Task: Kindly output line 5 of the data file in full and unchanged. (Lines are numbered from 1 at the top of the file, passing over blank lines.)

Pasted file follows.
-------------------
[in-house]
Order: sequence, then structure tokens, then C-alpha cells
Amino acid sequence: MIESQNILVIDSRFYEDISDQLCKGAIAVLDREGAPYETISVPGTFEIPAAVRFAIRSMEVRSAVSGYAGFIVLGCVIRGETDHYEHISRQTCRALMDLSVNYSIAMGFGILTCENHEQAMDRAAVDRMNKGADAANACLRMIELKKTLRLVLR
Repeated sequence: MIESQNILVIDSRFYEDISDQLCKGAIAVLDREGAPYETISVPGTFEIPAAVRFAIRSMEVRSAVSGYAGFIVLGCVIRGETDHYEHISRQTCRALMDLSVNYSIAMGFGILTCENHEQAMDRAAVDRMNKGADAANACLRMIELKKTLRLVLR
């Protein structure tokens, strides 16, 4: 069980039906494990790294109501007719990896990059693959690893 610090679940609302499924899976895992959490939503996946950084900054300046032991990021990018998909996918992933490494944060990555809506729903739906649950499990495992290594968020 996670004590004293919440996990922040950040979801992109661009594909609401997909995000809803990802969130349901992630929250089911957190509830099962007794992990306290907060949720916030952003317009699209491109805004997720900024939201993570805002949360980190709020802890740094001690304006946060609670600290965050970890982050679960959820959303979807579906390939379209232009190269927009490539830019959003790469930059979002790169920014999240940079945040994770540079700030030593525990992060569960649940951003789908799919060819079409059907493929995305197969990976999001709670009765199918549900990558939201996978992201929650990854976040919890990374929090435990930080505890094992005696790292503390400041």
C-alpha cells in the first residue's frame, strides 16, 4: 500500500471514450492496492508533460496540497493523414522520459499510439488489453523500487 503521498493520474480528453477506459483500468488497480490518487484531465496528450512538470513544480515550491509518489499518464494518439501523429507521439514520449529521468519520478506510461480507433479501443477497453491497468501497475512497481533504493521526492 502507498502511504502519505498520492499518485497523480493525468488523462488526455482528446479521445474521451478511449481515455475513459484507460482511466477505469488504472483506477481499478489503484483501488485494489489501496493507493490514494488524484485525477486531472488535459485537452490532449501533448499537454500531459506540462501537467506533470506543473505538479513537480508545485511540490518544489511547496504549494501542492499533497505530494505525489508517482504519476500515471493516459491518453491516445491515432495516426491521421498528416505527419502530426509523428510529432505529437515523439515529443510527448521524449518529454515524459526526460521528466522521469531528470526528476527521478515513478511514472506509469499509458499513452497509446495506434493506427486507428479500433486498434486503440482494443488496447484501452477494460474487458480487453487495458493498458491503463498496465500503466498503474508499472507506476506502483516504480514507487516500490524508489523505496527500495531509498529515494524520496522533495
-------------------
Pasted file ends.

């Protein structure tokens, strides 16, 4: 069980039906494990790294109501007719990896990059693959690893 610090679940609302499924899976895992959490939503996946950084900054300046032991990021990018998909996918992933490494944060990555809506729903739906649950499990495992290594968020 996670004590004293919440996990922040950040979801992109661009594909609401997909995000809803990802969130349901992630929250089911957190509830099962007794992990306290907060949720916030952003317009699209491109805004997720900024939201993570805002949360980190709020802890740094001690304006946060609670600290965050970890982050679960959820959303979807579906390939379209232009190269927009490539830019959003790469930059979002790169920014999240940079945040994770540079700030030593525990992060569960649940951003789908799919060819079409059907493929995305197969990976999001709670009765199918549900990558939201996978992201929650990854976040919890990374929090435990930080505890094992005696790292503390400041």